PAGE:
(WWJ) Gov. Gretchen Whitmer will allow gyms in metro Detroit and statewide to reopen at 25% capacity.
She's also giving youth sports the go-ahead, although she is recommending no soccer or football.
Whitmer on Thursday signed Executive Order 2020-176, reopening gyms, finesses centers and indoor pools statewide, and allowing for high school and other organized sports practices and competitions to resume in those regions where they remain restricted, provided that strict protections are in place to limit spread of the coronavirus.
Gyms and pools may begin to reopen on Wednesday, Sept. 9, she said, while there was no mention of reopening movie theaters.
The governor also signed Executive Order 2020-175 outlining strict workplace safety measures gyms and pools must follow to protect people from the spread of COVID-19.
“Throughout this pandemic, we have followed the best science and data available to make decisions that will keep Michiganders safe, and our hard work is paying off. Today we are announcing the reopening of gyms and pools with strict safety measures in place to protect patrons and their families,” said Whitmer. “I urge everyone who plans to hit the gym after these orders go into effect to take these precautions seriously and do everything in their power to protect themselves and their families. Be smart, and stay safe.”
Gyms, movie theaters, bowling alleys and skating rinks are all among the handful of type of businesses closed for over six months now under Whitmer's COVID-19 executive orders. That's with the exception of in Northern Michigan, including the U.P. and the Traverse City area, which have already moved on to Phase 5 of the governor's economic recovery plan.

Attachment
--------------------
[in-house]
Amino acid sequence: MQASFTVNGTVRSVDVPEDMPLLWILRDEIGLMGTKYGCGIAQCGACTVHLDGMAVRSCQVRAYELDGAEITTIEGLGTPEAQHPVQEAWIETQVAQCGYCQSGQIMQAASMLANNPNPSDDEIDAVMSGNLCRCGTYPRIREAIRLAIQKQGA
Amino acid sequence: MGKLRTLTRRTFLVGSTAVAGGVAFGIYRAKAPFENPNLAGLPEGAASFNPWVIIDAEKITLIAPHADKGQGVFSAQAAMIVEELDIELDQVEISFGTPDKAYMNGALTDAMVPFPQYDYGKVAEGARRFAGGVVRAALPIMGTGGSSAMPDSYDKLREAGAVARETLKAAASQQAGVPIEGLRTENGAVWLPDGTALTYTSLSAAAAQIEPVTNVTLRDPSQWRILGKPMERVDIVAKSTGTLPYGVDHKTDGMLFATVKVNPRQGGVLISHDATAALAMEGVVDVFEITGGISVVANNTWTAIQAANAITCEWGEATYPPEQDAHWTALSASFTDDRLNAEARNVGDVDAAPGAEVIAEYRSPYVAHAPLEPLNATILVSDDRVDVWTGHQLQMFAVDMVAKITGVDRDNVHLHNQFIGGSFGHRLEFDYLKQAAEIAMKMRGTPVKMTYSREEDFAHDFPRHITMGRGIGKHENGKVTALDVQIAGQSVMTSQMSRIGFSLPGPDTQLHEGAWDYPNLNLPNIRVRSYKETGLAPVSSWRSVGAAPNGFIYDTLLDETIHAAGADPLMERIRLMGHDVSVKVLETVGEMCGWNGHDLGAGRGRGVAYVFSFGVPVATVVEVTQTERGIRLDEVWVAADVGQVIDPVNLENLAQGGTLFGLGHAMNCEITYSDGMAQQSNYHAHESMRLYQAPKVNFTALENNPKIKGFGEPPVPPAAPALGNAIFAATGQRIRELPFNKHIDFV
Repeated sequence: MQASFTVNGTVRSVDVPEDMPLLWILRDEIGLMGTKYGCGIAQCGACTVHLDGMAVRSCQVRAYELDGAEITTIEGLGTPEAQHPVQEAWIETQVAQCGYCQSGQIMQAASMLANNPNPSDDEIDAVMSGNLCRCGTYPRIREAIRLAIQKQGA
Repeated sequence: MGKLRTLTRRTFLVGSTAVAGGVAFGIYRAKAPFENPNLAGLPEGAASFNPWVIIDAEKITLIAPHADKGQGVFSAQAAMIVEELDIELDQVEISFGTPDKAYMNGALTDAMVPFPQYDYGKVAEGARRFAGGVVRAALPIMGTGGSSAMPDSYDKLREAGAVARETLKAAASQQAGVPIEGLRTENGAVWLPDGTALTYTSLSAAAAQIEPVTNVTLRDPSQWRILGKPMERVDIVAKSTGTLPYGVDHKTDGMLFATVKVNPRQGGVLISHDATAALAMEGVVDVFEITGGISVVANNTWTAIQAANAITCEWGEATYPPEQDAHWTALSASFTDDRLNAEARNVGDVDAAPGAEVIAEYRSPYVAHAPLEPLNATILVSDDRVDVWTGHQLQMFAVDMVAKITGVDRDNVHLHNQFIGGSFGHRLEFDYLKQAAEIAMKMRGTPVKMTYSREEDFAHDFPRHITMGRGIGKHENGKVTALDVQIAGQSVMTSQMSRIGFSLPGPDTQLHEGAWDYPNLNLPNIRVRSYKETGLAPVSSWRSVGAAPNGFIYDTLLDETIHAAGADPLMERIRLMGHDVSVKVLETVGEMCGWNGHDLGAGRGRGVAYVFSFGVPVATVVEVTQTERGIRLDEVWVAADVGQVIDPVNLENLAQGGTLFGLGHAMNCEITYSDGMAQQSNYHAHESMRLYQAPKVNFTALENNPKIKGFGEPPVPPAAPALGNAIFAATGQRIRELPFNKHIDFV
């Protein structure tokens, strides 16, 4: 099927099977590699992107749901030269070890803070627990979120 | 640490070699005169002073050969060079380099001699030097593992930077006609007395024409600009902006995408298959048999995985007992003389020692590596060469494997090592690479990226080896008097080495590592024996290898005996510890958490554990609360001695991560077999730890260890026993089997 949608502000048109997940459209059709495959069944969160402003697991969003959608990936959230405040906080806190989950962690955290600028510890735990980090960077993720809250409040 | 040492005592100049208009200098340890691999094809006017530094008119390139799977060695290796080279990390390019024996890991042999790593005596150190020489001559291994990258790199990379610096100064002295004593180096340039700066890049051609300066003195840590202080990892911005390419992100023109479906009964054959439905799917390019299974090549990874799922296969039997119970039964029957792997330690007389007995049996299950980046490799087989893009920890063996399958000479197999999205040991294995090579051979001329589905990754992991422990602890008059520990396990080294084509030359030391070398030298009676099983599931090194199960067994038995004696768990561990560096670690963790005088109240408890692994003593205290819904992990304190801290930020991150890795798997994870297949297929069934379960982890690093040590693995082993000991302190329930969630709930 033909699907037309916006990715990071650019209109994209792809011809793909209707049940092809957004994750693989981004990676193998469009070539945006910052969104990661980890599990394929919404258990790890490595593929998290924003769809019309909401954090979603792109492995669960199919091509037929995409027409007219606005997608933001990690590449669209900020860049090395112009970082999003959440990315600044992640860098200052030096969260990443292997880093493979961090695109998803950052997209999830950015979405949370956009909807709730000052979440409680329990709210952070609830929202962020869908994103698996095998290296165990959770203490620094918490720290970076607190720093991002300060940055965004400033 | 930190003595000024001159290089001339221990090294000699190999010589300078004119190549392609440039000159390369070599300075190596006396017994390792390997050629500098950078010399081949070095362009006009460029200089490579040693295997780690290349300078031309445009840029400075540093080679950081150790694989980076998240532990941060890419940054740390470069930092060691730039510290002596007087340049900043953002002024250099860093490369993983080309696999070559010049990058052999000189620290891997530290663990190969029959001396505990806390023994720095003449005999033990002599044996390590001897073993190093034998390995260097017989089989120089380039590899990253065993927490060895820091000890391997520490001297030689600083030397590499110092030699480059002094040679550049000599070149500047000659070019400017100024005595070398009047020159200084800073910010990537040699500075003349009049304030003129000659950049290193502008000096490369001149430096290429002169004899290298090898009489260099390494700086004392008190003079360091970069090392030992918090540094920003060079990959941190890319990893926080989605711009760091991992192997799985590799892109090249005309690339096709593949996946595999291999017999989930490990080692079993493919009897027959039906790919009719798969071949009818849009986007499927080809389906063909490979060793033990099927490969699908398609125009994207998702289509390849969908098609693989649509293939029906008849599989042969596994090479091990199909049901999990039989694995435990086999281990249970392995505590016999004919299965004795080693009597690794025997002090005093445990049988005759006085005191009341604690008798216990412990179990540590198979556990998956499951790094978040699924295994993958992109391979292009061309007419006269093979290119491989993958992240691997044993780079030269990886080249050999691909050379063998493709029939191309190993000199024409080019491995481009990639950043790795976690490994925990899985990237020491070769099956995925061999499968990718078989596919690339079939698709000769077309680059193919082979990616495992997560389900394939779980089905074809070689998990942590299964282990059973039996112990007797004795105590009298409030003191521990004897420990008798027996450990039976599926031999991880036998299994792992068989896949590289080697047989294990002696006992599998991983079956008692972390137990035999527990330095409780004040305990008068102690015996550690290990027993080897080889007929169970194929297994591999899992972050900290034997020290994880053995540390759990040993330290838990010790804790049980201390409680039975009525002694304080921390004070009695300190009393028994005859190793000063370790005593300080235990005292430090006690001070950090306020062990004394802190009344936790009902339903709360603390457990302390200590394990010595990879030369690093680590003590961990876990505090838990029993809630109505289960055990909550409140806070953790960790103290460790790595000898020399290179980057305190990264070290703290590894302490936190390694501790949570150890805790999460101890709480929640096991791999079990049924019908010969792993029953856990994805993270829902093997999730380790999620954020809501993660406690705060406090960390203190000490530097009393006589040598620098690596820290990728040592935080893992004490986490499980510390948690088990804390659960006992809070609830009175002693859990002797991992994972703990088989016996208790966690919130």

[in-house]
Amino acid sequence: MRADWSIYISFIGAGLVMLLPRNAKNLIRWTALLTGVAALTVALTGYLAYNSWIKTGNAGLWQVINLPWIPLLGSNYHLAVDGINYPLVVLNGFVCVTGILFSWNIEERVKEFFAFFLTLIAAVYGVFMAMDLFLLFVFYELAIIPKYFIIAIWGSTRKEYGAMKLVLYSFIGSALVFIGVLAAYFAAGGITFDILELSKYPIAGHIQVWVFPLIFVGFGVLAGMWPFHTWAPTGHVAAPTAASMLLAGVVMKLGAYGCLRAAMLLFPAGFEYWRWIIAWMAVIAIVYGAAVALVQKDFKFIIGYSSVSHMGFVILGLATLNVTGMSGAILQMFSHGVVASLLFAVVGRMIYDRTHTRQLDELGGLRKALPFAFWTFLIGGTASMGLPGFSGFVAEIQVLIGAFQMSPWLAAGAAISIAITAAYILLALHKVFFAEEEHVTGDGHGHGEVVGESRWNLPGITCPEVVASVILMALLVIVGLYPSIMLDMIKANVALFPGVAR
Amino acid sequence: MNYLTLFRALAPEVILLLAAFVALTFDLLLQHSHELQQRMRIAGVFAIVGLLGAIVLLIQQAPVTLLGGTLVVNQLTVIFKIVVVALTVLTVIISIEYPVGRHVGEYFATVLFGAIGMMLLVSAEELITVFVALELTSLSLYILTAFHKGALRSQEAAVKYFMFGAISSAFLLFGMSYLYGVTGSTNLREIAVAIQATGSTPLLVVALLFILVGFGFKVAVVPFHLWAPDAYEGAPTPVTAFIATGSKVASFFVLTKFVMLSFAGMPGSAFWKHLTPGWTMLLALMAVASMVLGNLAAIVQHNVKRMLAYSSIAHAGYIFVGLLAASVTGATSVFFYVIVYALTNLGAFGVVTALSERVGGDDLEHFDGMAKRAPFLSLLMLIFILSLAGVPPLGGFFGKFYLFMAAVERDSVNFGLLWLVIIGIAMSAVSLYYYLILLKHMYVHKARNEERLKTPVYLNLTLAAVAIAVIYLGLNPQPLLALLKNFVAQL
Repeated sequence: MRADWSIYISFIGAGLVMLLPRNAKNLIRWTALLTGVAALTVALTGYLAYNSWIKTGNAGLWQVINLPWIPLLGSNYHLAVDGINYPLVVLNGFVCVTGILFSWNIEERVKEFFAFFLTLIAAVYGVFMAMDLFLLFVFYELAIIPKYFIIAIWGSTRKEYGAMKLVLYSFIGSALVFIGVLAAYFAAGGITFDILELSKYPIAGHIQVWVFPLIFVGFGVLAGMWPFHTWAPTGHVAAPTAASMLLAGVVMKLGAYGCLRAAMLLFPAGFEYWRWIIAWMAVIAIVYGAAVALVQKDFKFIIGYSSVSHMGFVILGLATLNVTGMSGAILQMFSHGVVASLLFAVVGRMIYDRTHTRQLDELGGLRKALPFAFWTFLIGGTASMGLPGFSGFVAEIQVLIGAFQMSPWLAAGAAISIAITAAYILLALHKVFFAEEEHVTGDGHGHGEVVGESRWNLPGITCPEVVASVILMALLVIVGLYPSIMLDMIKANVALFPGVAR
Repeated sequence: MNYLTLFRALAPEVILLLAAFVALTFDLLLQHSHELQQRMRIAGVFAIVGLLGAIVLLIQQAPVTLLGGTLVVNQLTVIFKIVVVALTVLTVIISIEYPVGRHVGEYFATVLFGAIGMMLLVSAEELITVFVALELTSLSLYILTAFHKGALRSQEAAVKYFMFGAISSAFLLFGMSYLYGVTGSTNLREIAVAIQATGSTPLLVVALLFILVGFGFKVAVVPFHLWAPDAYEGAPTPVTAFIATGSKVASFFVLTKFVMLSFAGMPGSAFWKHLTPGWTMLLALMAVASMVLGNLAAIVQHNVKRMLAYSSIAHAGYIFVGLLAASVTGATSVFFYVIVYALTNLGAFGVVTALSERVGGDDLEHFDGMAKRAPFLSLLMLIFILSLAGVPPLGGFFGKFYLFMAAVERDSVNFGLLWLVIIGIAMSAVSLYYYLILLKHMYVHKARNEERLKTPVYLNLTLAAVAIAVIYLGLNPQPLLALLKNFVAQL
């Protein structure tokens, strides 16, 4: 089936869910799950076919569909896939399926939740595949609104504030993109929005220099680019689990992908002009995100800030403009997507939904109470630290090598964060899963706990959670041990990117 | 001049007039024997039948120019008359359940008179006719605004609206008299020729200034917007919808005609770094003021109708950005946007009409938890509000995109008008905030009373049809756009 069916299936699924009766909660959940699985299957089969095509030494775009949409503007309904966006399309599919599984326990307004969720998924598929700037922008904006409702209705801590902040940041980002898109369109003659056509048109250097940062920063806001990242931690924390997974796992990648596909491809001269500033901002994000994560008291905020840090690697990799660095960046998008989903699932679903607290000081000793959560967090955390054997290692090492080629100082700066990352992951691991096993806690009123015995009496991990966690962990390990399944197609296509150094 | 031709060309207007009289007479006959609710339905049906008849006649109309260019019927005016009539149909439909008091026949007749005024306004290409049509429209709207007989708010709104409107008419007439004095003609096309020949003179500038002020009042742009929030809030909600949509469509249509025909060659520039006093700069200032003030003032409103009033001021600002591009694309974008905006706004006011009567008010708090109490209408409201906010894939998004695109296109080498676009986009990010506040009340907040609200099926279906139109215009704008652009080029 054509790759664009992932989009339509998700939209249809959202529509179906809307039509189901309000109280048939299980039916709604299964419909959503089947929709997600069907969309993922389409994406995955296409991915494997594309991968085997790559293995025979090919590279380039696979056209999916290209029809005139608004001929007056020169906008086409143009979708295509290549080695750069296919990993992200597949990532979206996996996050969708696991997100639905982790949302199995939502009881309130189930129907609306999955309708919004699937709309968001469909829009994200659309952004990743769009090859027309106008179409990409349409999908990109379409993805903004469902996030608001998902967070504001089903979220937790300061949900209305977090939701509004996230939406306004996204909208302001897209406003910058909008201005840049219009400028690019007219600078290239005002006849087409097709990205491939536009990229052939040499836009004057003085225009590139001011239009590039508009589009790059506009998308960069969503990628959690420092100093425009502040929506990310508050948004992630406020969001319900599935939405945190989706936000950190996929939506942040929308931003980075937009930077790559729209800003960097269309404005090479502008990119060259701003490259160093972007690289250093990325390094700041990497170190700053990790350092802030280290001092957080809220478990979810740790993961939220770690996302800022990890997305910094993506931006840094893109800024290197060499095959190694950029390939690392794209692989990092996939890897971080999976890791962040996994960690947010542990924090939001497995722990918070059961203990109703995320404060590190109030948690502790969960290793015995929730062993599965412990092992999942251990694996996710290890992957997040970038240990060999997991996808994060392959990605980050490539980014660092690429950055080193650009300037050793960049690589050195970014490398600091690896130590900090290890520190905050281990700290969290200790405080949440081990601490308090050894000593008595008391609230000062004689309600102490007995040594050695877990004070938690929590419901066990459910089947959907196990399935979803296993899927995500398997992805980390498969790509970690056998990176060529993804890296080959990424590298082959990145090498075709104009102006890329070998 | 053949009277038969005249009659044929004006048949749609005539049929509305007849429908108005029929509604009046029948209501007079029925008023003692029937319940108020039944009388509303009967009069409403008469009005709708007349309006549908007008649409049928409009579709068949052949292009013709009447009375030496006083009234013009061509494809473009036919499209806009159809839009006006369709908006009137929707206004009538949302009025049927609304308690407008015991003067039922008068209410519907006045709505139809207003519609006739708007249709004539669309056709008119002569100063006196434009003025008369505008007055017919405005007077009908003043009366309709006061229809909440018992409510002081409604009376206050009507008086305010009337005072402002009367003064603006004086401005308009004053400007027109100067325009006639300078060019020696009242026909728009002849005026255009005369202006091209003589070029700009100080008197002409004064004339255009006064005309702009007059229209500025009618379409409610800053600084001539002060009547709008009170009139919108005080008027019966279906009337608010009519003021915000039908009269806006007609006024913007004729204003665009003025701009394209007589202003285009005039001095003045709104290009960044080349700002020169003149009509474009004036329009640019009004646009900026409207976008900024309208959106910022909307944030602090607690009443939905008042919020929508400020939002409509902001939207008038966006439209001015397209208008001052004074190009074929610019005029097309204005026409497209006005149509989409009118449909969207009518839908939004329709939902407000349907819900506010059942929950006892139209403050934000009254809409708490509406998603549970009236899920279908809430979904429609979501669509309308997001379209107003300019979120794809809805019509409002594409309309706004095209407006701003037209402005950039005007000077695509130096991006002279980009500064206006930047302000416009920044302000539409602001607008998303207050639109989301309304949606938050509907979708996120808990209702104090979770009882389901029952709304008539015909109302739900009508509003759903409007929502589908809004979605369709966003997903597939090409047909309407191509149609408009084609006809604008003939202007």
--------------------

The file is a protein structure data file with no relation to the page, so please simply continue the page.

Under Executive Order 2020-175, all gyms and pools that reopen must enforce strict safety measures, the state said. Gyms must require wearing of masks at all times, including times of exercise, configure workout stations or implement protocols to enable six feet of distance between individuals during exercise sessions, reduce class sizes to enable at least six feet of separation between individuals, provide equipment-cleaning products throughout the gym, and more.
“Individuals can now choose whether or not to play organized sports, and if they do choose to play, this order requires strict safety measures to reduce risk,” said Chief Medical Executive and MDHHS Chief Deputy for Health Dr. Joneigh Khaldun. “However, we know of 30 reported outbreaks involving athletic teams and facilities in August. Based on current data, contact sports create a high risk of COVID-19 transmission and MDHHS strongly recommends against participating in them at this time. We are not out of the woods yet. COVID-19 is still a very real threat to our families.”
Needless to say, gyms owners and managers have long been awaiting this news.
“On behalf of the Michigan Fitness Club Association, we appreciate Governor Whitmer’s announcement regarding the re-opening of gyms and fitness centers,” said Alyssa Tushman, Vice Chair of the Michigan Fitness Club Association. “The health and safety of our members, staff, and the public in general is our top priority. We are well-prepared to ensure a safe, clean environment and we are excited to offer Michiganders the opportunity to resume their exercise routines. We look forward to working with Governor Whitmer and her administration to help build a healthy Michigan.”